1. The child should have opportunities to see, hear and manipulate target words.

2. Quality > Quantity. Spend time targeting a small number of keys terms that are relevant to the child’s day-to-day life and/or school curriculum.

3. Repetition! Use the word in different ways, across different modalities and contexts.

If you have any questions or concerns about your child’s speech/language, please contact our office. We have SLPs that specialize with population and we would love to work with you! 

-Olivia Hecker, M.S. CF-SLP


· Douglas, M.W. & Lund, E. (2016) Aspects of effective spoken language intervention. Audiology online presentation. Retrieved from:

· Edyburn, D. (2005). Universal design for learning. Special Education Technology Practice, 7, 16-21.

· Language for the Playground. (September 4, 2017). Vocabulary development for children with cochlear implants. {Blog post] Retrieved from:

· Lorraine, S. (2008). Vocabulary development. {Hand out}. Super Duper Productions.

· Luckner, J.L & Cooke, C. (2010) A summary of the vocabulary research with students who are deaf or hard of hearing.American Annals of the Deaf, 155, 38-67.

· Lund, E (2015). Vocabulary knowledge of children with cochlear implants: A meta-analysis. Journal of Deaf Studies and Deaf Education, 00, 1-15.

· Lund, E. & Douglas M.W. (2016). Teaching vocabulary to preschool children with hearing loss. Exceptional children, 83, 26-41.

Early Intervention in Children with Hearing Loss

 Children with hearing loss benefit greatly from early identification and amplification. When identified at birth, aided around three months, and in therapy around six months, children with hearing loss are likely to develop age appropriate speech and language skills. A child using amplification such as hearing aids or a cochlear implant can ‘hear’ however they will benefit from being taught to ‘listen’. Think of ‘hearing’ as being aware of auditory input and ‘listening’ as taking in the auditory input in a meaningful way. Here are three strategies that can be used in therapy and at home when working to develop language and listening skills in young children that have a hearing loss:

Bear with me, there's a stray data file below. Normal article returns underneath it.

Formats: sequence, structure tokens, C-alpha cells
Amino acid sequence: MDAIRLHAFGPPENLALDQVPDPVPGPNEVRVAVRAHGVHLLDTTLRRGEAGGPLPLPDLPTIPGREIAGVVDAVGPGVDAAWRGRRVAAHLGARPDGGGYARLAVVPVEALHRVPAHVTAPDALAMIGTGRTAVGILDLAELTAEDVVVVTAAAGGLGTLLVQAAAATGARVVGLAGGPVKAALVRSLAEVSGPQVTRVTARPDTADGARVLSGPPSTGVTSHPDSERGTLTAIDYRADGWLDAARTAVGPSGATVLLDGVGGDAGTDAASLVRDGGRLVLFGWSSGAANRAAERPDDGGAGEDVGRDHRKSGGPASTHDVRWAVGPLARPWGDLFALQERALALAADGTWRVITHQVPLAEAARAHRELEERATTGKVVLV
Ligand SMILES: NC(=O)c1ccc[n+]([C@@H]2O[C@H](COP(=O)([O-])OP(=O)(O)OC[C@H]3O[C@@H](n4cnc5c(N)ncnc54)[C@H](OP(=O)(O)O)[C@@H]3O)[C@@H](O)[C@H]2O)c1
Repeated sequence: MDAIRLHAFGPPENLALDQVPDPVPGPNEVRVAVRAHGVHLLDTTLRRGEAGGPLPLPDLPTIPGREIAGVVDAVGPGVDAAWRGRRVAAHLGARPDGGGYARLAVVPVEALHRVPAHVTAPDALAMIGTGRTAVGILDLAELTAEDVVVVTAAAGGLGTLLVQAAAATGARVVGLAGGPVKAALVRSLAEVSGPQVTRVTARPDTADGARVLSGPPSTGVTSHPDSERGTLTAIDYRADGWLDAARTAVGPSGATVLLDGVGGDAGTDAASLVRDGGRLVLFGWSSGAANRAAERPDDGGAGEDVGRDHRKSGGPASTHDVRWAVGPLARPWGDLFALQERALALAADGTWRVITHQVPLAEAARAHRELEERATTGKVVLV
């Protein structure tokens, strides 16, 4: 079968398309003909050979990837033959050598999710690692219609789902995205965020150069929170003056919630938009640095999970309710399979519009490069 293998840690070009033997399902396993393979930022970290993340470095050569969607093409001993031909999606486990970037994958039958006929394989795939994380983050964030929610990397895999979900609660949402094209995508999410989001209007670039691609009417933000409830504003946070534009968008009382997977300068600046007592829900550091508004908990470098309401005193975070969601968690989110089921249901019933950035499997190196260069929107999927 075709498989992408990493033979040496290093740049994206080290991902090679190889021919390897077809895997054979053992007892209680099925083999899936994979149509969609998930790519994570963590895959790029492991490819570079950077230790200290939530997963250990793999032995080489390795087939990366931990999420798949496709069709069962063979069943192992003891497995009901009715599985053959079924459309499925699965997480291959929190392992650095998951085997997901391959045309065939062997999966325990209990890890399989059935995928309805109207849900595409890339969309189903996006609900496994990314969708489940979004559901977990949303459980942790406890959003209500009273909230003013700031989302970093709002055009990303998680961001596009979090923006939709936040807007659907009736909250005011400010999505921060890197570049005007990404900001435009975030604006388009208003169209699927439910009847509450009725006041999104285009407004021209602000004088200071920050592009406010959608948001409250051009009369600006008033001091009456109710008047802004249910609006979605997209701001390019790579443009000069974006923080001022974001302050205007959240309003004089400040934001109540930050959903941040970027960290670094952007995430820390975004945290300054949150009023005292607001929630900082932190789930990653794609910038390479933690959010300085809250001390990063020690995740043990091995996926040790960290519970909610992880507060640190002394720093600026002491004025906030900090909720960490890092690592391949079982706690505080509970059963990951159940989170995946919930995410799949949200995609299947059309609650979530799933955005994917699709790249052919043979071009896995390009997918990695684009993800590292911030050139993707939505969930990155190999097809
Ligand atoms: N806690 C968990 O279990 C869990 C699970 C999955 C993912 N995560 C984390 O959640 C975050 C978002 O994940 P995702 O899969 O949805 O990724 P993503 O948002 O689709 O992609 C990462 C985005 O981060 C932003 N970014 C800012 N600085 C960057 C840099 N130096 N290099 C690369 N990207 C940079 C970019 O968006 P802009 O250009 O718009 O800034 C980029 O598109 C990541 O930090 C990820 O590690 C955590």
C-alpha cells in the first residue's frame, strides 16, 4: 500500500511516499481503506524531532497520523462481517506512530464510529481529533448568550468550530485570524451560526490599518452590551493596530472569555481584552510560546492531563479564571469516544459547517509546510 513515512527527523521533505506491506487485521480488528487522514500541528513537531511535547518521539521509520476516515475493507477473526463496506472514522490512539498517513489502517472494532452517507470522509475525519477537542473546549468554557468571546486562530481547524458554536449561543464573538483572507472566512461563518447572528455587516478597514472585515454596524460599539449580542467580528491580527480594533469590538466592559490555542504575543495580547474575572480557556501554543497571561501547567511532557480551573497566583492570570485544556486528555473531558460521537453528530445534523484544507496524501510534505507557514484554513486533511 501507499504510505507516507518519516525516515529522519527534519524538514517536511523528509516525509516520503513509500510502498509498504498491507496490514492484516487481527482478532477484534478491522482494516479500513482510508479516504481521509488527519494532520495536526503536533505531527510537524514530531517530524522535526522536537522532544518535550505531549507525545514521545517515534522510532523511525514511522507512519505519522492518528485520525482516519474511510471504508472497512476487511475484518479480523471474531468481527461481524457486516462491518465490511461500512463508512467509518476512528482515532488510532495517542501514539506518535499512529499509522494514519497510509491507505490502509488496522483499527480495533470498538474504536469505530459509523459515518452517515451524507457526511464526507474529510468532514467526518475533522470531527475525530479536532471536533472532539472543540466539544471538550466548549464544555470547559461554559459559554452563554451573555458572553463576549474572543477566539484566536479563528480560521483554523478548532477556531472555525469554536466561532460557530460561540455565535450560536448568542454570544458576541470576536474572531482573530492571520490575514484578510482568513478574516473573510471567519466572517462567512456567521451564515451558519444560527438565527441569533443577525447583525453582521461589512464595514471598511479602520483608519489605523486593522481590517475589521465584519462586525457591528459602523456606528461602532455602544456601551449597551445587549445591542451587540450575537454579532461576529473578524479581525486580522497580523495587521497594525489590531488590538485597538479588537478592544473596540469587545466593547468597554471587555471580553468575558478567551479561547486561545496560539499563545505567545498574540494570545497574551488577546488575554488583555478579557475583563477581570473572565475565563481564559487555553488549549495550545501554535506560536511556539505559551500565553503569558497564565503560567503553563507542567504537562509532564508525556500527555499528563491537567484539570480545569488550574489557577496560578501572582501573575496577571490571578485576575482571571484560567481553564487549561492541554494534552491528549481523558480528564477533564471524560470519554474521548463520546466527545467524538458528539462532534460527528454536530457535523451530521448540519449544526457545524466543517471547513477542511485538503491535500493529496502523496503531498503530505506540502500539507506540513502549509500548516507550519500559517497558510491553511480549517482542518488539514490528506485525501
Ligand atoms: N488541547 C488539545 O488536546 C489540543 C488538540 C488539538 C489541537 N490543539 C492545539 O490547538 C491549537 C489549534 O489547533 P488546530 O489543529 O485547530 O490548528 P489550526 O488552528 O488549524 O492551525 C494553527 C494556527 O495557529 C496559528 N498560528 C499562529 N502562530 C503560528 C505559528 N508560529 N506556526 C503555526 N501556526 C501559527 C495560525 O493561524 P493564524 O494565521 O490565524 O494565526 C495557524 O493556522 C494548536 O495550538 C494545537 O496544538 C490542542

• “Make your point”- This strategy involves pointing to your ear when you hear a sound (an environmental sound, such as a car horn or dog barking), a toy that has been activated, etc.) and say, ‘I hear that’. Then imitate the sound you heard and label it with a vocabulary word and a visual. 


  • “Auditory sandwich”-This strategy provides auditory input, followed by auditory input combined with a visual, followed by the auditory input again. Here is an example that could be used when playing with a barn and animals. First, make the sound you want to teach such as ‘moo’ for a cow. Then point to the cow or bring it to the child and say ‘moo’ again or ‘the cow says moo’. Finally provide the auditory input again for the targeted sound ‘moo’.


  • “Acoustic Highlighting”-Acoustic highlighting is used to emphasize the target word or sound in continuous speech. You can do this by increasing your volume when you say the target, slowing your rate of speech, and pausing slightly before and after saying the target word.

Hopefully these tips will allow you to help your child  learn developmental speech and language skills amidst a hearing loss. If you have any questions or concerns, please contact our office. We have therapists that specialize in hearing loss/cochlear implants that would be more than happy to work with you and your child. 

-Pamela Johnson, M.S. CCC-SLP